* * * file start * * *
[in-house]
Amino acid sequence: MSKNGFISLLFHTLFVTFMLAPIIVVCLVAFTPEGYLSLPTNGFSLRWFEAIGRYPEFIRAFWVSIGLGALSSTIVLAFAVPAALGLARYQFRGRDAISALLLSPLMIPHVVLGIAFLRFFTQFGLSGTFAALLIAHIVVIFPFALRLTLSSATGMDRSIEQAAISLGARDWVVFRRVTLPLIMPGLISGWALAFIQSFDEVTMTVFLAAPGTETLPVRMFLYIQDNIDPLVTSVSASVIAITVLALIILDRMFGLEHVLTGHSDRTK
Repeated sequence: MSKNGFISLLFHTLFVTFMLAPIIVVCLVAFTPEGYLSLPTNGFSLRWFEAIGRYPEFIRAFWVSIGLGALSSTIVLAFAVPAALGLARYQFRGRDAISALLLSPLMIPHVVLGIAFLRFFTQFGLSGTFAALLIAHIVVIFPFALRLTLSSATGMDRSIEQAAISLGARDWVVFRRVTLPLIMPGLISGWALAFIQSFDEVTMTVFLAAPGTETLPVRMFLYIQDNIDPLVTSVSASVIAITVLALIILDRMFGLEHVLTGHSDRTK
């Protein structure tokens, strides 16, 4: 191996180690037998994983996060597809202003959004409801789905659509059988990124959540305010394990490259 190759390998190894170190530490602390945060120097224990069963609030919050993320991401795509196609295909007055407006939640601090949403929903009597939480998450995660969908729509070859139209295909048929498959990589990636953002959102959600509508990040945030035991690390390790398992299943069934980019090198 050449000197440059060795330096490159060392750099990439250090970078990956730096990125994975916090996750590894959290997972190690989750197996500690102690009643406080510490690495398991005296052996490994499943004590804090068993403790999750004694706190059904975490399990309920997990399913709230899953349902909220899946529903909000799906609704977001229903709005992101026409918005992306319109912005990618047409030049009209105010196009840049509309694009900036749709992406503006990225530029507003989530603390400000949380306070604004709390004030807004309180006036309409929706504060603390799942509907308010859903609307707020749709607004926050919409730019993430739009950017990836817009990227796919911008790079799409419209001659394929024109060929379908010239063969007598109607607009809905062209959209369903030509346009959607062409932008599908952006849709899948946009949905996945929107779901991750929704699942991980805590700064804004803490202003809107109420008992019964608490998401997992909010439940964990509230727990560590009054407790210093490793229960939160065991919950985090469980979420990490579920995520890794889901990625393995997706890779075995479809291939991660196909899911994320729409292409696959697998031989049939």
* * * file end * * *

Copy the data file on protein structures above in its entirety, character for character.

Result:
[in-house]
Amino acid sequence: MSKNGFISLLFHTLFVTFMLAPIIVVCLVAFTPEGYLSLPTNGFSLRWFEAIGRYPEFIRAFWVSIGLGALSSTIVLAFAVPAALGLARYQFRGRDAISALLLSPLMIPHVVLGIAFLRFFTQFGLSGTFAALLIAHIVVIFPFALRLTLSSATGMDRSIEQAAISLGARDWVVFRRVTLPLIMPGLISGWALAFIQSFDEVTMTVFLAAPGTETLPVRMFLYIQDNIDPLVTSVSASVIAITVLALIILDRMFGLEHVLTGHSDRTK
Repeated sequence: MSKNGFISLLFHTLFVTFMLAPIIVVCLVAFTPEGYLSLPTNGFSLRWFEAIGRYPEFIRAFWVSIGLGALSSTIVLAFAVPAALGLARYQFRGRDAISALLLSPLMIPHVVLGIAFLRFFTQFGLSGTFAALLIAHIVVIFPFALRLTLSSATGMDRSIEQAAISLGARDWVVFRRVTLPLIMPGLISGWALAFIQSFDEVTMTVFLAAPGTETLPVRMFLYIQDNIDPLVTSVSASVIAITVLALIILDRMFGLEHVLTGHSDRTK
């Protein structure tokens, strides 16, 4: 191996180690037998994983996060597809202003959004409801789905659509059988990124959540305010394990490259 190759390998190894170190530490602390945060120097224990069963609030919050993320991401795509196609295909007055407006939640601090949403929903009597939480998450995660969908729509070859139209295909048929498959990589990636953002959102959600509508990040945030035991690390390790398992299943069934980019090198 050449000197440059060795330096490159060392750099990439250090970078990956730096990125994975916090996750590894959290997972190690989750197996500690102690009643406080510490690495398991005296052996490994499943004590804090068993403790999750004694706190059904975490399990309920997990399913709230899953349902909220899946529903909000799906609704977001229903709005992101026409918005992306319109912005990618047409030049009209105010196009840049509309694009900036749709992406503006990225530029507003989530603390400000949380306070604004709390004030807004309180006036309409929706504060603390799942509907308010859903609307707020749709607004926050919409730019993430739009950017990836817009990227796919911008790079799409419209001659394929024109060929379908010239063969007598109607607009809905062209959209369903030509346009959607062409932008599908952006849709899948946009949905996945929107779901991750929704699942991980805590700064804004803490202003809107109420008992019964608490998401997992909010439940964990509230727990560590009054407790210093490793229960939160065991919950985090469980979420990490579920995520890794889901990625393995997706890779075995479809291939991660196909899911994320729409292409696959697998031989049939």